I have a meeting in the centre of London on Thursday and I will be taking the TomTom GO with me. It may sound daft but this is another advantage of using an all in one device that is so small. Just turn the volume right down and let it guide you from the tube station to the building you need to get to. Historically I have had terrible problems in London but this should solve that one as well:)
You would probably fall asleep if I listed all of the TomTom’s features so I will mention a couple of highlights not covered so far-
PC Connectivity which allows you to back up your favourite locations and settings, add and remove maps, add extra voice prompts and even a different language (English, Spanish, French, Italian, Dutch, Norwegian, Swedish, Danish, German and another which I could not work out were pre-loaded on mine which is very impressive). You can change the voices as well- Jane sounded rather sexy and actually so did Tim who sounded like a Newsreader (just to clarify it was my wife who thought ‘he’ sounded sexy:))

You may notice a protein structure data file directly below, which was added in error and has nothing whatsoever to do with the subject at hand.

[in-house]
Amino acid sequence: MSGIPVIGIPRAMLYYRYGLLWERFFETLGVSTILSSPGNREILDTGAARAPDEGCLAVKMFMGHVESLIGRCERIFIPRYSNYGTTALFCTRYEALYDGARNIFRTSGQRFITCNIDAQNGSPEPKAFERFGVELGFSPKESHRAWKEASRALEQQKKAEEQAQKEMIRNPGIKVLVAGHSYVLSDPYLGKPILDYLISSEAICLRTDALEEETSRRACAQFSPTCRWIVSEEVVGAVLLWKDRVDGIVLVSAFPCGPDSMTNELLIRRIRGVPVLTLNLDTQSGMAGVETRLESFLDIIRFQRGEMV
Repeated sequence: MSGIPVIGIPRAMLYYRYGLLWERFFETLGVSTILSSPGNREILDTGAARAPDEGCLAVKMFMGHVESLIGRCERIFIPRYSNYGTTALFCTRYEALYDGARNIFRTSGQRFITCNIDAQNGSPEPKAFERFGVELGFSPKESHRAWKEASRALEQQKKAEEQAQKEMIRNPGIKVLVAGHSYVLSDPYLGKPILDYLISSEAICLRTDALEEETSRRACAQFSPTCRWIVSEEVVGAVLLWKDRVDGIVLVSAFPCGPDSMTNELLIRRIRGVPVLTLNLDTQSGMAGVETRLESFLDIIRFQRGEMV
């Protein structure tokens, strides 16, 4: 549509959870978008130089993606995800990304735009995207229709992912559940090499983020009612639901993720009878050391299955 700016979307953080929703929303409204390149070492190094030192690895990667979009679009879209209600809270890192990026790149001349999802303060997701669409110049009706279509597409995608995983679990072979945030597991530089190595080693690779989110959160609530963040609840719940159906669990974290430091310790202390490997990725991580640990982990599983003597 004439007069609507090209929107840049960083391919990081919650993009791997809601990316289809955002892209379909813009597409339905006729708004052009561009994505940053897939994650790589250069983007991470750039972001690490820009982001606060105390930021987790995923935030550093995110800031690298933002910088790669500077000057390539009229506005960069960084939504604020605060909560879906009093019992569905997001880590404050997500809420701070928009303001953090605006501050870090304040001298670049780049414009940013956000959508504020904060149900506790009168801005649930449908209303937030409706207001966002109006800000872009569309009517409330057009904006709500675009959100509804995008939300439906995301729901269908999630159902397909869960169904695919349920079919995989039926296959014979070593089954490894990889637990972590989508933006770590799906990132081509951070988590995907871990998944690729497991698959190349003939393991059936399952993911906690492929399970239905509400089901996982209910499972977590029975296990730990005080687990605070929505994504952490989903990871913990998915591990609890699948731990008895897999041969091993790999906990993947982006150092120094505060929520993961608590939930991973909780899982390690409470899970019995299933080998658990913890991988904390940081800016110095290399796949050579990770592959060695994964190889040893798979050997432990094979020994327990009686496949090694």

You can also purchase extra maps for installation onto the included SD card or if you travel a lot internationally then a bigger SD card may be a worthwhile purchase.
You can probably guess where this is going because I couldn’t really find a fault with the device. The screen can get a bit fingerprinty but they even include a bloody screen wipe! Maybe a screen protector of some kind would be useful to stop that but I wonder if it would reduce the clearness of the display.